We’ve all been there: Horrendous, soul-sucking meetings that take the wind out of your sails, and your entire day.

“When will this be over?”

“Please. Just. Make. It. Stop.”

*Silently screams on the inside.*

Meetings that lack purpose and direction meetings kill your productivity and creativity. Here are three ways to avoid that. I’m not going to waste your time by telling you to have an agenda and focus your goals, because that’s a #basic given.

Instead, here are three ElizHacks that will help you have more tolerable meetings.

1. Give the team your full, uninterrupted attention.

You may consider yourself a power multi-tasker, but mounting research shows that you aren’t as good as you think you are, boo.

Meetings go a lot faster when everyone gives their quality focus and time.

This means no texting.
This means no emails.
This means no secret chatting with your co-workers on Slack.

This goes for people on the executive level as much (if not more so) as those who are on staff level. Yes, we know you’re a super busy, important person, but your team looks to you to set a good example. It’s not only discourteous to give “half attention” — it’s damaging to morale.

If you don’t bother to listen to them, then why should they listen to you?

Here’s a script:

If you notice a key player (or a group) who’s obviously checked out, stop the meeting and say, “You seem distracted. I know you have a lot on your plate. Is there a better time we can meet to discuss this? This is important, and I’d like to wait until I have your full attention.” If this seems too confrontational, then consider privately Skyping or Slacking them instead.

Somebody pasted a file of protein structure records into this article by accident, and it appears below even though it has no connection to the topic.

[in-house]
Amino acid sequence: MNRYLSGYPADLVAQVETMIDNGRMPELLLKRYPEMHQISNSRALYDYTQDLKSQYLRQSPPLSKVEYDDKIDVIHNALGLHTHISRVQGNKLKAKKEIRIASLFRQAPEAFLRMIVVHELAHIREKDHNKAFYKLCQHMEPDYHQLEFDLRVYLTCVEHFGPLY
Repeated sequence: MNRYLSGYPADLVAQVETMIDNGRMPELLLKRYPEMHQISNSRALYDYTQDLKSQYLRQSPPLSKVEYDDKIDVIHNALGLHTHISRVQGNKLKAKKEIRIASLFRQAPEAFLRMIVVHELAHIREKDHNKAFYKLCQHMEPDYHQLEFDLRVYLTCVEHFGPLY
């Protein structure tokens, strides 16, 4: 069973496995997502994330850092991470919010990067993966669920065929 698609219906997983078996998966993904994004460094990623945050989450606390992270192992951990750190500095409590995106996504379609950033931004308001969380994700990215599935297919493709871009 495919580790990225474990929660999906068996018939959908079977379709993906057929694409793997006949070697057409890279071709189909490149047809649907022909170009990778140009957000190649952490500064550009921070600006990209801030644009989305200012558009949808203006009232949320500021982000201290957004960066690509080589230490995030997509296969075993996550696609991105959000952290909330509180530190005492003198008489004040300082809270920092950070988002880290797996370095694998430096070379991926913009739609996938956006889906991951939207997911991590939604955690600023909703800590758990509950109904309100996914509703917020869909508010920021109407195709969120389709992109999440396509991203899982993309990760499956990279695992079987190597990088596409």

2. Set an alarm for a half-way point

Create expectations for a timely meeting at the beginning of the meeting.

If your meeting is an hour, then set an alarm for 30 minutes in. This way, everyone will be cognizant of the time that has passed, and how much time you have left. Check in to see if you’re on track according to the agenda.

Here’s a script:

“I know everyone’s time is precious, so I am going to set an alarm now so we know when we reach a half-way point. That way, we can make sure we are on track, and can discuss everything we need to make this project a success.”

3. If the meeting is lingering, get up and walk away.

A lot of people would tell you this is rude, but then again, so is wasting your time.

Some people just really like hearing themselves talk. These people are time vampires, and they are sucking the life out of your productivity.

We’ve all been in that awkward meeting that needs. to. end. If you’re running the meeting, take control. Don’t let one wayward sailor who loves a good tangent sink the entire ship. (Even if that person is your boss.)

If the meeting has lasted over an hour, and it’s not an all-day team event, it’s time to put that meeting out of its misery.

Here’s a script:

Please excuse me for interrupting, but the team and I have a meeting at x time that we need to prepare for. Is it possible to continue this conversation later?

If they don’t “hear” you, get up and walk away. Sometimes actions just speak louder than words.

Trust me, your team will thank you for delivering them from an unproductive meetings that drag out.